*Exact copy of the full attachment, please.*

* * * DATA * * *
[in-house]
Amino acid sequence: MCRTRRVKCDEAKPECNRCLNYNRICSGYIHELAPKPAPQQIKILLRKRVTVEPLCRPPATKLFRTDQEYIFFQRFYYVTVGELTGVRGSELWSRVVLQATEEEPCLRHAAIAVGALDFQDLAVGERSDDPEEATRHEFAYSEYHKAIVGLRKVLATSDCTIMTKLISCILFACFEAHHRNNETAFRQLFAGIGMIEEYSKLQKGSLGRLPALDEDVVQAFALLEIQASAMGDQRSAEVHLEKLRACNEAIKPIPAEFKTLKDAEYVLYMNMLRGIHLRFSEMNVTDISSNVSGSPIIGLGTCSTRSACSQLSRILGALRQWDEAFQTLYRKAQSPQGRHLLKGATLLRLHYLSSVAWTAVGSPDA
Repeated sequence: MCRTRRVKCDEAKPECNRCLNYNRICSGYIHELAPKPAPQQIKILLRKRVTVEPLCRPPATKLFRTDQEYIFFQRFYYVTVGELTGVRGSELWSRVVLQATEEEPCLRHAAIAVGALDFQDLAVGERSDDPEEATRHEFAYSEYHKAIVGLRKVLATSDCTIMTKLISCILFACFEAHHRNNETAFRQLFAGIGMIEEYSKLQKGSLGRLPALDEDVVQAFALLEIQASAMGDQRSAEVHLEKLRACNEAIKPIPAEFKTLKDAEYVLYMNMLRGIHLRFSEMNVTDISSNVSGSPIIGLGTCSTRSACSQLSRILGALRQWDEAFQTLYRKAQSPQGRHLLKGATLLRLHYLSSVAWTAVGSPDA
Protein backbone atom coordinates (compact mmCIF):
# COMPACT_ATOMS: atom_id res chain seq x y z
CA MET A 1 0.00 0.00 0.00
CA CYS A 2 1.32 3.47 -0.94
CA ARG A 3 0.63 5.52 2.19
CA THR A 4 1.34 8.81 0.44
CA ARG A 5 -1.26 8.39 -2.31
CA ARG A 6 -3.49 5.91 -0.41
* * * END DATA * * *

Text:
[in-house]
Amino acid sequence: MCRTRRVKCDEAKPECNRCLNYNRICSGYIHELAPKPAPQQIKILLRKRVTVEPLCRPPATKLFRTDQEYIFFQRFYYVTVGELTGVRGSELWSRVVLQATEEEPCLRHAAIAVGALDFQDLAVGERSDDPEEATRHEFAYSEYHKAIVGLRKVLATSDCTIMTKLISCILFACFEAHHRNNETAFRQLFAGIGMIEEYSKLQKGSLGRLPALDEDVVQAFALLEIQASAMGDQRSAEVHLEKLRACNEAIKPIPAEFKTLKDAEYVLYMNMLRGIHLRFSEMNVTDISSNVSGSPIIGLGTCSTRSACSQLSRILGALRQWDEAFQTLYRKAQSPQGRHLLKGATLLRLHYLSSVAWTAVGSPDA
Repeated sequence: MCRTRRVKCDEAKPECNRCLNYNRICSGYIHELAPKPAPQQIKILLRKRVTVEPLCRPPATKLFRTDQEYIFFQRFYYVTVGELTGVRGSELWSRVVLQATEEEPCLRHAAIAVGALDFQDLAVGERSDDPEEATRHEFAYSEYHKAIVGLRKVLATSDCTIMTKLISCILFACFEAHHRNNETAFRQLFAGIGMIEEYSKLQKGSLGRLPALDEDVVQAFALLEIQASAMGDQRSAEVHLEKLRACNEAIKPIPAEFKTLKDAEYVLYMNMLRGIHLRFSEMNVTDISSNVSGSPIIGLGTCSTRSACSQLSRILGALRQWDEAFQTLYRKAQSPQGRHLLKGATLLRLHYLSSVAWTAVGSPDA
Protein backbone atom coordinates (compact mmCIF):
# COMPACT_ATOMS: atom_id res chain seq x y z
CA MET A 1 0.00 0.00 0.00
CA CYS A 2 1.32 3.47 -0.94
CA ARG A 3 0.63 5.52 2.19
CA THR A 4 1.34 8.81 0.44
CA ARG A 5 -1.26 8.39 -2.31
CA ARG A 6 -3.49 5.91 -0.41